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They say if you do work you enjoy, it doesn't remain 'work'. So is your business something that came from your dream or a loved hobby? Tell us.
As editor at Women’s Web for 7 years now, I have published many inspiring stories of women who had chased their dreams and made it something that makes money for them.
If you have a similar story, NOW is the time to tell it to us, and share your story and business with a wider audience.
Did you build your business out of your hobby?
Were you a homemaker who decided it wasn’t enough for you and built your own venture?
Are you doing something you love while making money out of it?
Did you have a dream that you followed to build it into a successful business?
Did you quit a job to follow your dream and make it work for you as a career?
Or is this your second innings after a career break for any reason – marriage, having a child, raisng a family, anything – and are now on an entrepreneurial journey?
Then this is for you. If you have a deeply personal and inspiring journey of entrepreneurship, share it with the world! Let our community readers know what started your journey, what’s unique about it, and where they can find you.
If you already have an author log into your author dashboard and upload your story. If you aren’t yet an author with us, you can register as an author here.
Upload your stories in 800-1200 words with the hashtag #LivingMyDream
Upload a couple of clear headshots of yourself along with the piece, and include any 2 social media links.
Submit your story by Wednesday, 15th January 2023, 11.59 pm.
Your piece, once published, will be exclusive to Women’s Web, and you may not publish it in full anywhere else. You may publish an excerpt with a link back to the piece on Women’s Web. Author copyright, however continues to belong to you.
Like Kiranjeet Ahluwalia Chaturvedi who followed her dream of a mountain home against all odds and and built Birdsong & Beyond, a Himalayan homestay. Find her here.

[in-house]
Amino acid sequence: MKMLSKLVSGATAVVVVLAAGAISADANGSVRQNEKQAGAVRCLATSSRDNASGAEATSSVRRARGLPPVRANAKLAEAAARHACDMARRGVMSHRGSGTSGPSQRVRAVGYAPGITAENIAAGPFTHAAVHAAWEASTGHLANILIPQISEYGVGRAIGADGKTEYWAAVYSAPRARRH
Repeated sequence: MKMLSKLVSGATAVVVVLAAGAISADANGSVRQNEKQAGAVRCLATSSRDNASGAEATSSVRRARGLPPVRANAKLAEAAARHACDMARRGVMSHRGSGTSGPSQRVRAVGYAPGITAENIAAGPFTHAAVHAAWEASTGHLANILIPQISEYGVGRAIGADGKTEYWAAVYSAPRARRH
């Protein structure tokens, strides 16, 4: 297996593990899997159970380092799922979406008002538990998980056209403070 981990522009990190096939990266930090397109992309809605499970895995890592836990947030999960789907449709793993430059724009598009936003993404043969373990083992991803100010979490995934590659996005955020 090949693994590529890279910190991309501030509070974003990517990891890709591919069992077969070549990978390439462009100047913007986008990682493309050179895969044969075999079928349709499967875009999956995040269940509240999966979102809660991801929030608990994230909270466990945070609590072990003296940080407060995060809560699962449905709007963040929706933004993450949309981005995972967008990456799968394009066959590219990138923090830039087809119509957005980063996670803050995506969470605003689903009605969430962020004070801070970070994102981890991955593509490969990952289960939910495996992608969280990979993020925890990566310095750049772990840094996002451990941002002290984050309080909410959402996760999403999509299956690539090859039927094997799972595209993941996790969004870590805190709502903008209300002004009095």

Or Anupama Dalmia, who left her steady corporate job to become what she calls a serial entrepreneur. Tingle Your Taste Buds, a cooking website co-owned along with her mother, Usha Dalmia, Rhythm & Beats where she conducts dance workshops and choreographs, and Beyond the Box where she takes creative writing/reading classes and workshops for schools and now corporates, also publishing the writing of her kids as books. All this while finding the time to write and also counsel survivors of trafficking. Find her here.
Or Mallika Misra, a fabulous cook, who went from a 56 year old homemaker to an entrepreneur, building her brand Niwala by Mallika of homemade pickles and gourmet food. Find her here.
Or two friends in their 20s, Akanksha Verma and Arushi Lakra, took ahead their love of photography and teamed up to found a candid wedding photography business LensEyeZia, that has clients all over the globe. Find them here.
At Women’s Web, we have many, many, many stories like these. Any age, any dream. All are welcome.
So what are you waiting for?
Image source: Angshu Purkait on Unsplash
In her role as the Senior Editor & Community Manager at Women's Web, Sandhya Renukamba is fortunate to associate every day with a whole lot of smart and fabulous writers and readers. A doctor read more...
Women's Web is an open platform that publishes a diversity of views, individual posts do not necessarily represent the platform's views and opinions at all times.
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Rajshri Deshpande, who played the fiery protagonist in Trial by Fire along with Abhay Deol speaks of her journey and her social work.
Rajshri Deshpande as the protagonist in ‘Trial by Fire’, the recent Netflix show has received raving reviews along with the show itself for its sensitive portrayal of the Uphaar Cinema Hall fire tragedy, 1997 and its aftermath.
The limited series is based on the book by the same name written by Neelam and Shekhar Krishnamoorthy, who lost both their children in the tragedy. We got an opportunity to interview Rajshri Deshpande who played Neelam Krishnamoorthy, the woman who has been relentlessly crusading in the court for holding the owners responsible for the sheer negligence.
Rajshri Deshpande is more than an actor. She is also a social warrior, the rare celebrity from the film industry who has also gone back to her roots to give to poverty struck farming villages in her native Marathwada, with her NGO Nabhangan Foundation. Of course a chance to speak with her one on one was a must!
Is Hansika Motwani doing anything really bizarre? It is common practice for celebrities to sell exclusive rights to their wedding, new baby etc. to publications.
We heard about a rather unique proposition on social media recently – the monetisation of a wedding – by transforming it into a reality TV show. Now I will admit my first reaction to this was horrified disbelief.
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